Louis DeJoy

This week:  Republican U.S. Sen. Thom Tillis and his Democratic challenger Cal Cunningham had their first debate. The Democrat's answer to a hypothetical question about the COVID-19 vaccine caught some attention. 

On the reopening front, Gov. Roy Cooper announced elementary schools could welcome back all their students soon — as long as they wear masks and practice social distancing. Meanwhile Cooper's opponent, Lt. Gov. Dan Forest, said face covering requirements would be dropped come January if he were to win the governor's race.

Offering insight and making their debut as our commentators are Aisha Dew of Higher Heights and Clark Riemer, former chair of the North Carolina Young Republicans and a staffer in the state House.
 


A semi-truck bearing the logo of XPO Logistics
Raymond Clarke

Campaign finance records show suspicious donation patterns from former employees at New Breed Logistics. Several former employees at the High Point-based company described an illegal donation scheme — workers’ political donations to specific candidates would be compensated with bonuses from Postmaster General Louis DeJoy, the chief executive of New Breed at the time. 

Louis DeJoy
USPS

United States Postmaster General Louis DeJoy has long been a political fundraiser in North Carolina. He’s amassed millions for Republican candidates in races for governor, Congress and president. Now that fundraising has come under scrutiny for possibly violating campaign finance law while the postmaster was CEO of New Breed Logistics.

This week: A Washington Post story alleged Postmaster General Louis DeJoy cajoled GOP campaign donations from employees of the logistics business he ran in Greensboro. 

Rob Schofield of NC Policy Watch and Becki Gray of the John Locke Foundation consider whether the latest controversy surrounding DeJoy will affect Republican candidates in North Carolina this year.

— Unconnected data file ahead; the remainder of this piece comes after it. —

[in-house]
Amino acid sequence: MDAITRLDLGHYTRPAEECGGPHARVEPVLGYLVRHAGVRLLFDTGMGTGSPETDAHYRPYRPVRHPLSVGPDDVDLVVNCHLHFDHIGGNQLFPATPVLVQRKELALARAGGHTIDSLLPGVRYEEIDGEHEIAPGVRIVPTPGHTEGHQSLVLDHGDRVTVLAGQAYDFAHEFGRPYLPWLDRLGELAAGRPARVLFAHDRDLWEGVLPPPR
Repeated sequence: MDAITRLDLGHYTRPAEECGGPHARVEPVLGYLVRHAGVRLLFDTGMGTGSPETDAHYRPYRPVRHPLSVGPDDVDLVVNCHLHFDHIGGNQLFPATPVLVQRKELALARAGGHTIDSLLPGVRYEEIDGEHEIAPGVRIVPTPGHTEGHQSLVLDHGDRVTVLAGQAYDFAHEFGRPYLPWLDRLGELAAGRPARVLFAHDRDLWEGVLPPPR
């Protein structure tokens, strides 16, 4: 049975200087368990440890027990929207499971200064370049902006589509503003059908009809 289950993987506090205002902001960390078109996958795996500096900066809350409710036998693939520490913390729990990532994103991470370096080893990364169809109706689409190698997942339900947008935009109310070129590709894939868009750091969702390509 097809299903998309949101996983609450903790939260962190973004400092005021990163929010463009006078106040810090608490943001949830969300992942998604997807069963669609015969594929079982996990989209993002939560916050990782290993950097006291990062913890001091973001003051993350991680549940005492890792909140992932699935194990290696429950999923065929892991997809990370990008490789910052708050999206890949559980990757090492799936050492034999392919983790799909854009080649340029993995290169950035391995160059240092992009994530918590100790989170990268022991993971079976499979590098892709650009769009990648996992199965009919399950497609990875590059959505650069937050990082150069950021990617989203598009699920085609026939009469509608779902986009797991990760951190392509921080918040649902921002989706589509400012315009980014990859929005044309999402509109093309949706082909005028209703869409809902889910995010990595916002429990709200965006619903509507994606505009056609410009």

Also, census watchers are sounding the alarm to Congress about a potential undercount in the state, and the major party candidates for U.S. Senate have their first debate next week. 


Absentee ballots for the upcoming November election have already been mailed out to voters in North Carolina, and voters in some two dozen additional states can expect theirs in the coming few weeks. Because of the coronavirus pandemic a record number of Americans are expected to cast their ballots by mail this year.

Updated at 2:06 p.m. ET

House Democrats say they are investigating Postmaster General Louis DeJoy over allegations reported by The Washington Post that he asked employees to donate to certain political candidates and then reimbursed them through bonuses.

Ron Doke / Flickr https://www.flickr.com/photos/cobalt220/4396088257

During its search for a new postmaster general, the U.S. Postal Service Board of Governors was presented with 53 candidates screened by an outside company. Not on the list: Louis LeJoy, who ultimately got the job.

Tiffany Tertipes / Unsplash / creative commons

North Carolina voters continue to request absentee-by-mail ballots this year at a record pace. Requests are now 15 times ahead of where the number was at the same time four years ago, during the last presidential election cycle. They're expected to surpass 500,000 this weekend.

U.S. House of Representatives

A House committee will grill Postmaster General Louis DeJoy over whether there is any political motivation behind recent service cuts at the U.S. Postal Service right as the agency expects to handle tens of millions of mail in ballots this fall.

The U.S. Senate is seen on Capitol Hill in Washington, Tuesday, June 27, 2017, as Senate Majority Leader Mitch McConnell of Ky. faces challenges within his own party this week in advancing the Republican health care bill.
J. Scott Applewhite / AP

Friday morning, the Senate will hold the first congressional hearings with Postmaster General Louis DeJoy as complaints about slow mail delivery pile up.

Louis DeJoy, depending on whom you talk to, is either a Republican political operative beholden to President Trump, or a savvy businessman who's the right person to fix what's broken at the U.S. Postal Service. When senators question him this week, they will want to know which narrative is closer to the truth — and whether he is suited to head the service at this time.

USPS
Neuershausen via Flickr / https://bit.ly/3498aP9

More than 100 demonstrators converged outside the North Carolina mansion of the postmaster general, protesting the cutbacks, delays and other changes to the U.S. Postal Service that have created fears for mail-in voting ahead of the November presidential election.